It should be noted that the four pulses, with three pulses emerging from the three separate delay lines, are delayed in time in such a way that at least one pulse is separated from the others in enough time that the receiver views only the one LIDAR pulse during the time of its field-of-view while all the other pulses are spaced so as to average the 1/R2 backscatter of the atmospheric turbulence, and thus cancel the 1/R2 background. The laser used in producing the LIDAR return signals may be any laser but a Neodymium: YAG laser and a CO2 laser are mentioned as being appropriate. One example of a typical LIDAR that may be used in the present system is an ILS Nd:YAG LIDAR made by International Laser System, Inc. of Orlando, Florida. The basic components and operation of a pulsed LIDAR are shown on pages 164-174 of a book entitled Laser Applications, edited by Monte Ross, and published in 1974 by Academic Press.
FIG. 1 shows by a schematic block diagram the present multiple-delayed pulse signal processor system;
FIG. 2 illustrates a typical unprocessed backscattered pulse signal; and
FIG. 3 illustrates the output of the signal processor in the present system.
A discussion of the LIDAR return pulse that is divided into the four delayed pulses and summed in pairs until there is one output pulse wherein the original pulse may be expressed mathematically as follows:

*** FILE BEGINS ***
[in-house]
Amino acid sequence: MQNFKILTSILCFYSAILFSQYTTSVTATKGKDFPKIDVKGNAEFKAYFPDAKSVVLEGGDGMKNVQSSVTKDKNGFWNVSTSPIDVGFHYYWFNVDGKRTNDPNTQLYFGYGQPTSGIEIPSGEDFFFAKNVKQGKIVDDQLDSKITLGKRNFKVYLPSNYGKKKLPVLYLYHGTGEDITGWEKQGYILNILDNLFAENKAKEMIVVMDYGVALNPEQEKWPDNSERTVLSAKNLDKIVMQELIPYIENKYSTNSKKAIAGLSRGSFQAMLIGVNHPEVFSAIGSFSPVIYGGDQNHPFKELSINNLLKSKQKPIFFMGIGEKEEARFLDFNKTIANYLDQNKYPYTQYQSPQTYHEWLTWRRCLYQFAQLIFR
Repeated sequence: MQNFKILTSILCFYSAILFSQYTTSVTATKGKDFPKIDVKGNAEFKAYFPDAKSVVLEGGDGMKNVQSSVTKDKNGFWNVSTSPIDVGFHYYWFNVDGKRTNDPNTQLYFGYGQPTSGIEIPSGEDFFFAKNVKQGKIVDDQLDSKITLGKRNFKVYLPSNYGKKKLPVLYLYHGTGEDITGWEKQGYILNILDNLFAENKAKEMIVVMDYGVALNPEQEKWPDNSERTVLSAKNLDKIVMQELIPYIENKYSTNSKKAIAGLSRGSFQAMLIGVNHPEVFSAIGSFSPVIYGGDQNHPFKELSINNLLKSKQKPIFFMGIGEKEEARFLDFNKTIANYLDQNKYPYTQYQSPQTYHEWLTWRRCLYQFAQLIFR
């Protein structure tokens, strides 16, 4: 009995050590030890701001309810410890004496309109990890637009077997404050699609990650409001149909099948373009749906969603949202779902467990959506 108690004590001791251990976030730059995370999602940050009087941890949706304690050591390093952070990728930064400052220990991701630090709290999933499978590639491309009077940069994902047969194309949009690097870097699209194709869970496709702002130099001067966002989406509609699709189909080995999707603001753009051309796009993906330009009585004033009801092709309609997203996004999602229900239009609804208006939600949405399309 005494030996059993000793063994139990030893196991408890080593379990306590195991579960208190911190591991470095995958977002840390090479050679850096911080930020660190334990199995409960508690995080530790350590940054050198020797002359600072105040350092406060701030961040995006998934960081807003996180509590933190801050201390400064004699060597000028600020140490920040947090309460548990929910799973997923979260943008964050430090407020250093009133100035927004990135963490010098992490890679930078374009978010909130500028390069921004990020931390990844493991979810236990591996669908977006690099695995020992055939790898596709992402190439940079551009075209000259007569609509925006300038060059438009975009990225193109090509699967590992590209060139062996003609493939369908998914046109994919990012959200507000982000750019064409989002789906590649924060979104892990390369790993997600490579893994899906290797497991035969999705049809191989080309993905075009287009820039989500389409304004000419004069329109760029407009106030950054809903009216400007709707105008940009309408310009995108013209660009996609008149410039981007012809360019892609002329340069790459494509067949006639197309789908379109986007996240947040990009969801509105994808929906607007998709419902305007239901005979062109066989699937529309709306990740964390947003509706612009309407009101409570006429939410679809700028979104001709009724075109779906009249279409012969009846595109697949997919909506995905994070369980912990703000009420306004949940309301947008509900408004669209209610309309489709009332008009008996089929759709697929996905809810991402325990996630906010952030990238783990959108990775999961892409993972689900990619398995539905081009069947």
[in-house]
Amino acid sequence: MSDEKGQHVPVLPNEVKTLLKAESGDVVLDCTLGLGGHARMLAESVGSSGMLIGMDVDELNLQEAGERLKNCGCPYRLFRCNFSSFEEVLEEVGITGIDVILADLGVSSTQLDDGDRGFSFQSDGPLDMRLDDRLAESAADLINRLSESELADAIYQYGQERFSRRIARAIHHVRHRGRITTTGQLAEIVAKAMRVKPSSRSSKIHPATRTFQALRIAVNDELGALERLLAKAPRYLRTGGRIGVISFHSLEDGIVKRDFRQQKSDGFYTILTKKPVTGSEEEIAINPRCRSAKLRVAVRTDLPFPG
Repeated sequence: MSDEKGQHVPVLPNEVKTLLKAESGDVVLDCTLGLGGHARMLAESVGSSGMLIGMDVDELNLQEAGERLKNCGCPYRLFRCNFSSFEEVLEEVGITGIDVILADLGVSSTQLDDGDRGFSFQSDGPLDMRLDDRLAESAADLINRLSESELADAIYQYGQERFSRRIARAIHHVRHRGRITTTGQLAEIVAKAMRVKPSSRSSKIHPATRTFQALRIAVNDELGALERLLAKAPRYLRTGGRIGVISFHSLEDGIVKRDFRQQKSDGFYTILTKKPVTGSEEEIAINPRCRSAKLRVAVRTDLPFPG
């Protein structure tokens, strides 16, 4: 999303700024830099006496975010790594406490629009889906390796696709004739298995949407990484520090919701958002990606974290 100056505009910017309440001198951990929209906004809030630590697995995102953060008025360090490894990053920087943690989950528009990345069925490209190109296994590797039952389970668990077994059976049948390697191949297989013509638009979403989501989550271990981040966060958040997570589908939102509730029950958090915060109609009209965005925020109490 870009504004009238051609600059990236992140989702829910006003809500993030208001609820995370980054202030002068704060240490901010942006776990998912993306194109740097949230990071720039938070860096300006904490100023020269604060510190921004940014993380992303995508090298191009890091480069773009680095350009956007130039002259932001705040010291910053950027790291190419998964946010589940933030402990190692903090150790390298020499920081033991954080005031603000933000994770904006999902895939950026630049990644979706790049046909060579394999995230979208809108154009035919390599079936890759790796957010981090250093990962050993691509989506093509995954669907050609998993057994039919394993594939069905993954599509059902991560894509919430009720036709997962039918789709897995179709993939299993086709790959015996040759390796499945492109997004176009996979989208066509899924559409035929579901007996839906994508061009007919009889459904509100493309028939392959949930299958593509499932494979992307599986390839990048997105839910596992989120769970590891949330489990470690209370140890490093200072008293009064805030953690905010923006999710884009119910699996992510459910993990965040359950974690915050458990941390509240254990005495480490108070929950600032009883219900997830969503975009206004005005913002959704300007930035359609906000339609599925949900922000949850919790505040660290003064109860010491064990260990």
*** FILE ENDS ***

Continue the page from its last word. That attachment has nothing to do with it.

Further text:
V=Vo (1+F[R])e-μR /R2, (1)
where V is the LIDAR output voltage, R is range, Vo is a constant equal to the LIDAR output signal at 1 meter range, μ is the atmospheric extinction coefficient, and F(R) is the normalized amplitude function of the backscattering feature of interest. Note that if the atmosphere through which the LIDAR pulse propagates is perfectly homogeneous and uniform, then F(R)=0 for all R. On the other hand, if the LIDAR pulse propogates through a non-uniform atmosphere, e.g. through smoke or dust clouds or turbulence, then F(R) is not zero for all R.
The final output signal can therefore be expressed mathematically as follows: ##EQU1## when n is an integer, Gi is the total gain of the ith signal channel and Fi =F(R-xi S). For simplicity, we assume that the extinction is small over the distance corresponding to the delays, so that ε-μX.sbsp.iS ≈1. To eliminate the uninteresting signal from the homogeneous and uniform atmosphere, Equation 2 is split into two terms, ##EQU2## The problem is now to choose the gains (Gi 's) and the delays (xi S's) in Equation (3) such that the first sum is minimized and the second sum is maximized.
If Xi S/R<1, then we may expand the denominators of Equation (3) to obtain, ##EQU3## Grouping terms of equal powers of Xi S/R in the summations, we may restate the problem as follows: ##EQU4## If we exclude the trivial solutions in which both the Gi 's and the Xi 's are equal or pairwise equal, i.e. G2i =G2i-1, and x2i =x2i-1, then Equation (5) can be set equal to zero only for terms from j=0 to j=n-2. It should also be pointed out that negative values of the xi 's are not allowed physically.
By use of Equations (5) and (6), a critical range may be defined at which the residual 1/R2 signal first becomes equal to the maximum of the absolute value of F(R), ##EQU5## where |Fi |m is the maximum of the absolute value of Fi. This result may be greatly simplified by requiring that,
X2i -X2i-1 =1, and (8)
X2i+1 -X2i =b=constant, (9)
and by making use of the property of F(R) that it is zero for R outside its length S. Also, the first delay can be set to zero without loss of generality to that Xi =0 and as a result of Equation (8), X2 =1.